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Electromembrane Extraction Using Sacrificial Electrodes

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journal contribution
posted on 30.03.2020, 11:35 by Frederik A. Hansen, Henrik Jensen, Stig Pedersen-Bjergaard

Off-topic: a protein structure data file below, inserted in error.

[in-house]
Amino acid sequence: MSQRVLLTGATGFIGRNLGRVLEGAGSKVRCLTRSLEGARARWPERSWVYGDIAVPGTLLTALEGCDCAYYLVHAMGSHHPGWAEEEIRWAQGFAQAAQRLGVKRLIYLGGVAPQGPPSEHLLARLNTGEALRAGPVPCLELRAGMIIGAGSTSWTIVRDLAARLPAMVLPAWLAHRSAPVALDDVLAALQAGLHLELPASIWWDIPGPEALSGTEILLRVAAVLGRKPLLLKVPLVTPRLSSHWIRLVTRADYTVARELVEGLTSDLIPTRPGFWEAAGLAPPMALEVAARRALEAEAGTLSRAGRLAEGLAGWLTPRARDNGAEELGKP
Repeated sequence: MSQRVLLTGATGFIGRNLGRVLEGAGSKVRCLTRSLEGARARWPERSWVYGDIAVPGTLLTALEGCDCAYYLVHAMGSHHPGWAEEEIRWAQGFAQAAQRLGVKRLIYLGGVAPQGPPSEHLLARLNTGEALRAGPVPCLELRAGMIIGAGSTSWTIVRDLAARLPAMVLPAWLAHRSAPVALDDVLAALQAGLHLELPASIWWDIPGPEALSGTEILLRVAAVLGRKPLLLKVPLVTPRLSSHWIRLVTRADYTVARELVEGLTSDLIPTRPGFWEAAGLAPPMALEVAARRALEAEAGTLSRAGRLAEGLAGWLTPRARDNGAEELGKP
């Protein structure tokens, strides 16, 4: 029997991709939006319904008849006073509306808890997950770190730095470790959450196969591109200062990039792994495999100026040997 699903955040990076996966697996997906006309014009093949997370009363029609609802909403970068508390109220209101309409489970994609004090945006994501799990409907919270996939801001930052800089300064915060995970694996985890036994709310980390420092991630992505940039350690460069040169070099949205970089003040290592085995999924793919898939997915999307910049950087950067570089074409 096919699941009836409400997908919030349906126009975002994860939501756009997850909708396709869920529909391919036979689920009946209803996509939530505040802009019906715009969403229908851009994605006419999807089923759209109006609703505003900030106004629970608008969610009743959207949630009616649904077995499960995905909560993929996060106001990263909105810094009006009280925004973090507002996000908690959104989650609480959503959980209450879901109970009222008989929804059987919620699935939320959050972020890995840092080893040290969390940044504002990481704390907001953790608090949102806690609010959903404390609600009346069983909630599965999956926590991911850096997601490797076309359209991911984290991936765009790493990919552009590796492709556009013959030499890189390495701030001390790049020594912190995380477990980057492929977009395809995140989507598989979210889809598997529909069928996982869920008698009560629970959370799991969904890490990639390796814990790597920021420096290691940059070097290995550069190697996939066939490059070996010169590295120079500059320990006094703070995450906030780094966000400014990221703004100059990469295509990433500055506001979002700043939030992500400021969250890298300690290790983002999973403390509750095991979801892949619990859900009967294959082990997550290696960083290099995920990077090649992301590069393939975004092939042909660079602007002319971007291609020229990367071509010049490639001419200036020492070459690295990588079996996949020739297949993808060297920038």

In this paper, we report the first example of employing a sacrificial electrode in the acceptor solution during electromembrane extraction (EME). The electrode was based on a silver wire with a layer of silver chloride electroplated onto the surface. During EME, the electrode effectively inhibited electrolysis of water in the acceptor compartment, by accepting the charge transfer across the SLM, which enabled the application of 500 μA current without suffering gas formation or pH changes from electrolysis of water. The electroplating strategy was optimized with a design-of-experiments (DOE) methodology that provided optimal conditions of electroplating. With an optimized electrode, 1 cm of the electrode in contact with the acceptor solution inhibited electrolysis of water for approximately 30 min at 500 μA current (redox capacity). Further, the redox capacity of the electrode was found to increase through multiple uses. The advantage of the electrode was demonstrated by extracting polar analytes at high-current conditions in a standard EME system comprising 2-nitrophenyl octyl ether (NPOE) as SLM and 10 mM HCl as sample/acceptor solutions. Application of high current enabled significantly higher recoveries than could otherwise be obtained at 100 μA. Sacrificial electrodes were also tested in μ-EME and were found beneficial by eliminating detrimental bubble formation. Thus, the sacrificial electrodes improved the stability of μ-EME systems. The findings of this paper are important for development of stable and robust systems for EME operated at high voltage/current and for EME performed in narrow channels/tubing where bubble formation is critical.

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